While the U.S. and China continue to try to work through their differences on a new trade agreement, the two largest automotive markets in the world remain in lockstep as China’s new vehicle sales in mirrored those of the U.S. in September: down.
Total auto sales fell 5.2% compared with the year-ago period, down to 2.27 million vehicles, the China Association of Automobile Manufacturers (CAAM) reported Monday. U.S. auto sales were also down during September, falling more than double that of China’s reported decline at 12%.
China’s sales fell 6.9% in August and 4.3% in July. Sales are down for the year, expected to drop about 5%, according to CAAM’s estimate, although the numbers were expected to rise in the second half of this year. This far, that hasn’t been the case.
The rebound was expected to begin in September and October. In fact, the two months are nicknamed “Golden September, Silver October” by China’s auto insiders, because they are typically the high season for auto sales in the country, as customers typically buy vehicles after summer is over.
The association had previously said it expected sales in the second half to improve, but that overall annual sales would fall 5% year-on-year to 26.68 million vehicles in 2019.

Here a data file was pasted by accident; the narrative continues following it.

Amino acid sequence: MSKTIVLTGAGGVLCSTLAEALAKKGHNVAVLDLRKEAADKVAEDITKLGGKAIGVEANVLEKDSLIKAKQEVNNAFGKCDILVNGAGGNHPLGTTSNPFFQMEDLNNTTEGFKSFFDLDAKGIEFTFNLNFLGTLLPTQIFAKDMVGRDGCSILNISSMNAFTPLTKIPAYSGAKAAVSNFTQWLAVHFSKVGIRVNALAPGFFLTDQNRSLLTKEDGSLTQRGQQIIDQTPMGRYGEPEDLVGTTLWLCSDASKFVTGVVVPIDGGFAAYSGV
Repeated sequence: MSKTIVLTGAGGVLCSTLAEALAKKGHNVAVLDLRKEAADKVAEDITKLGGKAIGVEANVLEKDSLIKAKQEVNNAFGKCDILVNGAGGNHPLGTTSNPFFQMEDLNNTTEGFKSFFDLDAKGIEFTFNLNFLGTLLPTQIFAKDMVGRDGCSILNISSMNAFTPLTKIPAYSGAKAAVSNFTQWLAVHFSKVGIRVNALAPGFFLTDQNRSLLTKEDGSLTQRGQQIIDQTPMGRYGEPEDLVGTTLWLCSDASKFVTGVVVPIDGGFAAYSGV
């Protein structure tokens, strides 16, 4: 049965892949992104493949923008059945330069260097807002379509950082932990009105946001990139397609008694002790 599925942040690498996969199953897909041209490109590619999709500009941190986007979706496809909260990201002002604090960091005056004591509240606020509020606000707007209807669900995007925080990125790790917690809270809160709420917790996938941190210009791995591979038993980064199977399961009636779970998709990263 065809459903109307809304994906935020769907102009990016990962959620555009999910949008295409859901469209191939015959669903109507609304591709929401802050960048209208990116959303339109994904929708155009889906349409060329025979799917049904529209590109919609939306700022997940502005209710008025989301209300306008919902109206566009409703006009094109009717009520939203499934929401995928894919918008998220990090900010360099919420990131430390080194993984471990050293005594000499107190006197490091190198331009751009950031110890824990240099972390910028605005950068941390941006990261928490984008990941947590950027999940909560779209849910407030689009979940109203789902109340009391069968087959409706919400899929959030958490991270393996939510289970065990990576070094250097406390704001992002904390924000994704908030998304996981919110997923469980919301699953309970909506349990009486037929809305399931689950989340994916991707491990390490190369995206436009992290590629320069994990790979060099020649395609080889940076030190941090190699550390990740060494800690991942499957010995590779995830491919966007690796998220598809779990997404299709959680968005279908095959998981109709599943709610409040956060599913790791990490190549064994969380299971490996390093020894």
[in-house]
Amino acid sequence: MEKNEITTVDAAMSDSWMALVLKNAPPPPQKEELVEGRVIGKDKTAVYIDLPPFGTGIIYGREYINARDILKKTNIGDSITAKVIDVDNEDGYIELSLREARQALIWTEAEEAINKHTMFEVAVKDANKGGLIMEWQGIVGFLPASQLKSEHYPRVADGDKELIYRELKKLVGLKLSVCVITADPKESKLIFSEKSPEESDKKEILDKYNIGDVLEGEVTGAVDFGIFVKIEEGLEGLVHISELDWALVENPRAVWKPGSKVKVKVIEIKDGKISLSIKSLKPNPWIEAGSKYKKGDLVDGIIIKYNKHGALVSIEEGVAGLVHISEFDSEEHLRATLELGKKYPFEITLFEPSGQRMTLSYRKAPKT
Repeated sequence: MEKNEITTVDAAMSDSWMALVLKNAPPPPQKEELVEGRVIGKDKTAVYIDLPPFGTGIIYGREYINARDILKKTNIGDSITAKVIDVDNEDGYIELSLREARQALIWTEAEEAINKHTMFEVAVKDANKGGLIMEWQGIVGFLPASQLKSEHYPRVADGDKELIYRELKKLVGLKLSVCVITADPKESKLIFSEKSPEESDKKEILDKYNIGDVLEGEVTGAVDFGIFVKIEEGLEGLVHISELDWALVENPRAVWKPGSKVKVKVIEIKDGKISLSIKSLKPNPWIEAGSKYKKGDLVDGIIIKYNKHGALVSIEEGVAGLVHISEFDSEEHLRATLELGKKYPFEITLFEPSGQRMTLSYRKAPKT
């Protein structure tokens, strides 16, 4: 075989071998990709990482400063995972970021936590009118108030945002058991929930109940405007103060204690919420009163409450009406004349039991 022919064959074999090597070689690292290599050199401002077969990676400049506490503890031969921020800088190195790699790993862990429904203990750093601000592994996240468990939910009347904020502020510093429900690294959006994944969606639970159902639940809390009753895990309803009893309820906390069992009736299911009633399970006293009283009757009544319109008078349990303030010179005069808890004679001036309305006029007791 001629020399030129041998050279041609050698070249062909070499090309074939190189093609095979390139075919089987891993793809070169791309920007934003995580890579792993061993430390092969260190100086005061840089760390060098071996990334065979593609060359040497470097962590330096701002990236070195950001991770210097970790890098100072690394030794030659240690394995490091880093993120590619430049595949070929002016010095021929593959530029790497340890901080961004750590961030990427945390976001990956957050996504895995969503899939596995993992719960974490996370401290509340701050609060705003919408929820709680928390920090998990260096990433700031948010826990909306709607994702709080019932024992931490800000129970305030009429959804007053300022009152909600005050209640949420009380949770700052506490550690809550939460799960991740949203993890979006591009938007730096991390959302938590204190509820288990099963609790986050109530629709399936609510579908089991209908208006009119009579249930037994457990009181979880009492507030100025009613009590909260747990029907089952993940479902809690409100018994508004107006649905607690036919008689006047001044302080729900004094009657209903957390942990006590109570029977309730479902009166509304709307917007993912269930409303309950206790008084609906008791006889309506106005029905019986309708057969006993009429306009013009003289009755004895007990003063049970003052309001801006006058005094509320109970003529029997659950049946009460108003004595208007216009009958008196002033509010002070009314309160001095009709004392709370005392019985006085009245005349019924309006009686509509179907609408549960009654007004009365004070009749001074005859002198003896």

“Sales have risen in the second half, but they have not hit expectations and the pace has been slow,” said Chen Shihua, CAAM assistant secretary general.
Annual sales in China have fallen each of the last two years, after decades of double-digit growth. The U.S. market has behaved similarly in recent years, including last year’s down result and the expectation of a slower market this year as well.
In China, sales have been hampered due to industry changes implemented by the government.
According to Reuters, 15 cities and provinces which account for over 60% of car sales in China implemented new vehicle emission standards earlier than the central government’s 2020 deadline. This hurt new vehicle sales gas- and diesel-powered vehicles, according to CAAM, analysts, dealers and consumers.
China has been leading the charge for the development, sale and purchase of what they call New Energy Vehicles, or NEVs, which are largely battery-electric and fuel-cell vehicles. However, the financial incentives that the government offered, which really helped to drive sales, for so long have been scaled back.
Sales of new energy vehicles fell 34.2% in September after a 15.8% decline in August, CAAM said. NEV sales jumped almost 62% last year as the broader auto market contracted.